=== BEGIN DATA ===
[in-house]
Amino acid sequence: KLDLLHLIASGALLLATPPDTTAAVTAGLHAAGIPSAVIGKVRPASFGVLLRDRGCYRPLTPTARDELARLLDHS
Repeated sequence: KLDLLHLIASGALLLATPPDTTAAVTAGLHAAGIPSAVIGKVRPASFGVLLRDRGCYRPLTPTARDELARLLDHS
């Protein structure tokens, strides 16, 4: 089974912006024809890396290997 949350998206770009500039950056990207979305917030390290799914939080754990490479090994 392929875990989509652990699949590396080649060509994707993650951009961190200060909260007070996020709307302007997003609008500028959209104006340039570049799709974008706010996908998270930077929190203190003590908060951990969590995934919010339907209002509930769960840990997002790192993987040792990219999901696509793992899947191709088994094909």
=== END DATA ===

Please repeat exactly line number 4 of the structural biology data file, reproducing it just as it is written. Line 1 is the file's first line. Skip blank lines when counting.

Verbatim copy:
């Protein structure tokens, strides 16, 4: 089974912006024809890396290997 949350998206770009500039950056990207979305917030390290799914939080754990490479090994 392929875990989509652990699949590396080649060509994707993650951009961190200060909260007070996020709307302007997003609008500028959209104006340039570049799709974008706010996908998270930077929190203190003590908060951990969590995934919010339907209002509930769960840990997002790192993987040792990219999901696509793992899947191709088994094909």